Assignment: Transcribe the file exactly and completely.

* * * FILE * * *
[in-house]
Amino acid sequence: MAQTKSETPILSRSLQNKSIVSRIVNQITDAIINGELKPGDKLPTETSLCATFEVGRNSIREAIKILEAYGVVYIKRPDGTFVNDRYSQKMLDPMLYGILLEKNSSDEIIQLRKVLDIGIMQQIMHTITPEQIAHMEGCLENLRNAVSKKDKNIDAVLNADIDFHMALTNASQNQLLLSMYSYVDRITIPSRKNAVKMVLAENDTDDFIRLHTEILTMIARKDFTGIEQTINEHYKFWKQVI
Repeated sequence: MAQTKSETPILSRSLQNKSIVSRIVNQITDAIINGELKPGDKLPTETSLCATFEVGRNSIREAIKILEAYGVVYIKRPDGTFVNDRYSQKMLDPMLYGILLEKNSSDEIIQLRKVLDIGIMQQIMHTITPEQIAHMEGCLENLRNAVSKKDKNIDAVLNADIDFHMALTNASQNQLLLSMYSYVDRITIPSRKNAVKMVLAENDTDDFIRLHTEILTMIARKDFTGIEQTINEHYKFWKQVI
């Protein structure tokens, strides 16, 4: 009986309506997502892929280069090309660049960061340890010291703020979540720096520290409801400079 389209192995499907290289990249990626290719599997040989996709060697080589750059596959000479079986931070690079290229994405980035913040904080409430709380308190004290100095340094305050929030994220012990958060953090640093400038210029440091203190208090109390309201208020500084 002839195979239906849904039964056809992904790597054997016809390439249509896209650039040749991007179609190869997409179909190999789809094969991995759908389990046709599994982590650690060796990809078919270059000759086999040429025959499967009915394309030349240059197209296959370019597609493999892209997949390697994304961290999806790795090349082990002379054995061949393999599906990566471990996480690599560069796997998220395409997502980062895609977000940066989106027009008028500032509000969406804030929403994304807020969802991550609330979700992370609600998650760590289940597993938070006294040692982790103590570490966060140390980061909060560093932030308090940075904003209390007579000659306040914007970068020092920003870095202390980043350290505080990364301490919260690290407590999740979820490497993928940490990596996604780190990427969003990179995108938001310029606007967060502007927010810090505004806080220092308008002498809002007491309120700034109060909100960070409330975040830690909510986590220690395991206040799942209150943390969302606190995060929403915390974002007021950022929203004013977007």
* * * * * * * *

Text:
[in-house]
Amino acid sequence: MAQTKSETPILSRSLQNKSIVSRIVNQITDAIINGELKPGDKLPTETSLCATFEVGRNSIREAIKILEAYGVVYIKRPDGTFVNDRYSQKMLDPMLYGILLEKNSSDEIIQLRKVLDIGIMQQIMHTITPEQIAHMEGCLENLRNAVSKKDKNIDAVLNADIDFHMALTNASQNQLLLSMYSYVDRITIPSRKNAVKMVLAENDTDDFIRLHTEILTMIARKDFTGIEQTINEHYKFWKQVI
Repeated sequence: MAQTKSETPILSRSLQNKSIVSRIVNQITDAIINGELKPGDKLPTETSLCATFEVGRNSIREAIKILEAYGVVYIKRPDGTFVNDRYSQKMLDPMLYGILLEKNSSDEIIQLRKVLDIGIMQQIMHTITPEQIAHMEGCLENLRNAVSKKDKNIDAVLNADIDFHMALTNASQNQLLLSMYSYVDRITIPSRKNAVKMVLAENDTDDFIRLHTEILTMIARKDFTGIEQTINEHYKFWKQVI
């Protein structure tokens, strides 16, 4: 009986309506997502892929280069090309660049960061340890010291703020979540720096520290409801400079 389209192995499907290289990249990626290719599997040989996709060697080589750059596959000479079986931070690079290229994405980035913040904080409430709380308190004290100095340094305050929030994220012990958060953090640093400038210029440091203190208090109390309201208020500084 002839195979239906849904039964056809992904790597054997016809390439249509896209650039040749991007179609190869997409179909190999789809094969991995759908389990046709599994982590650690060796990809078919270059000759086999040429025959499967009915394309030349240059197209296959370019597609493999892209997949390697994304961290999806790795090349082990002379054995061949393999599906990566471990996480690599560069796997998220395409997502980062895609977000940066989106027009008028500032509000969406804030929403994304807020969802991550609330979700992370609600998650760590289940597993938070006294040692982790103590570490966060140390980061909060560093932030308090940075904003209390007579000659306040914007970068020092920003870095202390980043350290505080990364301490919260690290407590999740979820490497993928940490990596996604780190990427969003990179995108938001310029606007967060502007927010810090505004806080220092308008002498809002007491309120700034109060909100960070409330975040830690909510986590220690395991206040799942209150943390969302606190995060929403915390974002007021950022929203004013977007």